I had built up so much resistance-------so much “I’ll never let a man take advantage of me again”------so much, “I’ll be watching his every move to ensure the next one doesn’t hoodwink me”----so much, "I'll not let myself get hurt again". and GUESS WHAT? These first few encounters did not go well for me---AT ALL.
I had become so hardened, defensive, overly critical of being “aware” of any/all red flags that I actually was not even mindful of realizing I was the one bringing the big RED flag to the date.
This realization sent me back into some more course corrections. Yes, healing one’s self is an on-going process and one that I’ve concluded happens in partnership with others. Whether they are family, intimate relationships, co-workers, colleagues, associates, parent/children, friendship, or coaching/client relationships, these relationships can result in healthy growth.
Of course my Inner Critic Trudy wanted to have a hay-day with my, in her opinion, "epic fail" of getting back on the proverbial horse----dating, and for a period of time I allowed her to do so.
You betcha----that Trudy had a whole lot to say, and if I’m being honest with you there were those moments when I even questioned my own decision making process, and even found myself starting to reach for the latter to climb back up on that fence of fear/doubt/uncertainty, etc.
What changed in many ways for this particular juncture was I was willing to ask for help and support rather than sit on that fence or worse yet barricade myself off emotionally, mentally and physically from the world.
I know you understand this as, I believe, we all go through those moments of thinking, “Man, leaving this world and going home (wherever spiritual home is) would be fabulous right now”, and yet as long as we are still here on this blue spinning ball of fun we have choices to make. And I knew I did not want to make the choice to go back to those dark, sick days. Hell, I think I still had splinters in my arse (as my friend Adele would say), and I definitely didn’t want any more----they freakin’ hurt.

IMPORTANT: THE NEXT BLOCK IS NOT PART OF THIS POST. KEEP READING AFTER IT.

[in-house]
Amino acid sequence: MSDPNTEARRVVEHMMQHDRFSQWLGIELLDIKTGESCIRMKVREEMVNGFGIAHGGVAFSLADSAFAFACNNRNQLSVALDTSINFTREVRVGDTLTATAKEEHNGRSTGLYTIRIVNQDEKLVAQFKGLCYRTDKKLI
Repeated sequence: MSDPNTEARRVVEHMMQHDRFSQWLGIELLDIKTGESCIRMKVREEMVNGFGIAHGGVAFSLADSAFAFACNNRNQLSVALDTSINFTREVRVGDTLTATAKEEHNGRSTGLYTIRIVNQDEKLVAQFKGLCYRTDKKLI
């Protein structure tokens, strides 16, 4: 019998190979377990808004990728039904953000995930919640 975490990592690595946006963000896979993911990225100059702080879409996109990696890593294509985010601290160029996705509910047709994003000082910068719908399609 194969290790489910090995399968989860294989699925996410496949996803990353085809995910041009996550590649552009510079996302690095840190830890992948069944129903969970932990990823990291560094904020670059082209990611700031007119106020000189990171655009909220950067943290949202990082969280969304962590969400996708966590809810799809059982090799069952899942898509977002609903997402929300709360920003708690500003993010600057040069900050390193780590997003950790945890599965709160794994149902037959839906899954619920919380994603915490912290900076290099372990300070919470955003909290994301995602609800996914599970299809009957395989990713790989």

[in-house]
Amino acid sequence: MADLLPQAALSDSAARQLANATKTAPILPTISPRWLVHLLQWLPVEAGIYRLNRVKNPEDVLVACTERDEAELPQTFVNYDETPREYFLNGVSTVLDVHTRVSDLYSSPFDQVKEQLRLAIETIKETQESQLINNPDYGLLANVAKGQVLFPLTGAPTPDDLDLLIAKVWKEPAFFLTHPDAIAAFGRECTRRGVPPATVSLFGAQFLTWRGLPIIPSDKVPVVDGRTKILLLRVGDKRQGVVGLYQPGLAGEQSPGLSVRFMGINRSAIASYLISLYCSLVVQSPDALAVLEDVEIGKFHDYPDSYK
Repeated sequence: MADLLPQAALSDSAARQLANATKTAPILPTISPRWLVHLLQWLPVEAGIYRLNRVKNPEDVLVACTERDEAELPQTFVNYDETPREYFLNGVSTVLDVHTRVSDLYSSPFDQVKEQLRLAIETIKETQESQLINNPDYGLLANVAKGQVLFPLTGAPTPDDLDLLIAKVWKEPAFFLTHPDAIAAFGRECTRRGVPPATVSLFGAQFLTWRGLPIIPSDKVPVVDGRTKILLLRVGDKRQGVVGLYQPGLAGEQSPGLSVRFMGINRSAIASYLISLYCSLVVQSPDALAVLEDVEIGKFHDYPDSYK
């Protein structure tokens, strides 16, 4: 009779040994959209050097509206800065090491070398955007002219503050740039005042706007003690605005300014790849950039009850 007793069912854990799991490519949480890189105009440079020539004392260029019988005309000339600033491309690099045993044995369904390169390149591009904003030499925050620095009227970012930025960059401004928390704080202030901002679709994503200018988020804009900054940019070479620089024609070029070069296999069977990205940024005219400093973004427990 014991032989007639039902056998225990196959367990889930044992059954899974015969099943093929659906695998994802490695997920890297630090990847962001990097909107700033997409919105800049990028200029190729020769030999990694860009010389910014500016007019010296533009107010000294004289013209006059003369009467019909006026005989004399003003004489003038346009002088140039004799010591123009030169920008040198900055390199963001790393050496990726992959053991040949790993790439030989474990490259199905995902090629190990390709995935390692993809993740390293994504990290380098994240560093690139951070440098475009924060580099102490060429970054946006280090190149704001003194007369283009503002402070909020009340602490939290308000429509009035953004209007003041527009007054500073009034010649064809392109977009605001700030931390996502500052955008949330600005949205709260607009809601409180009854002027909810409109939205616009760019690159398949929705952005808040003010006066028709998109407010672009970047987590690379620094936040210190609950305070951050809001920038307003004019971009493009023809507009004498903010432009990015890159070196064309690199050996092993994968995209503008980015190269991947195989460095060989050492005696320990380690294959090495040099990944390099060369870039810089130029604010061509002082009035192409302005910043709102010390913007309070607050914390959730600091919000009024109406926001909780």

So back to the healing drawing board I went. This go around seemed more manageable----seemed quicker---------seemed less stressful, and before I knew it I was once again willing to meet someone.
My experience this second go-around was SOOOOOOOOO much better. I was less defensive, less “cautious”, less Inspector Gadget/Interrogator and simply enjoyed the moment(s) for what they were, and I not only enjoyed the company, but more importantly I enjoyed how comfortable I allowed myself to be and could fully trust my decision making skills.
There are many reasons I designed the 8 week Attract Your Ideal Partner program, and one of them was for all I’ve shared above. I wanted to give others an opportunity to process through their decision making abilities, and cultivate trust in themselves within a safe and non-judgmental space.
I specifically designed it for men or women, and for whatever your sexual orientation may be. It matters not if you are bi-sexual, gay, or straight; it matters not your spiritual or religious affiliation; it matters not your cultural or ethical background. What matters is your willingness to get off the fence of uncertainty, and dive into a program that is designed to teach you so much about yourself, release any baggage, and cultivate a self-confidence in yourself to trust your own decision making choices.
If this sounds like something you’re interested in or wanting to know more about, then get in touch with me for us to have a conversation.
The cost of the course is $1500, and if you apply before 4/1/18 you will receive a 20% discount.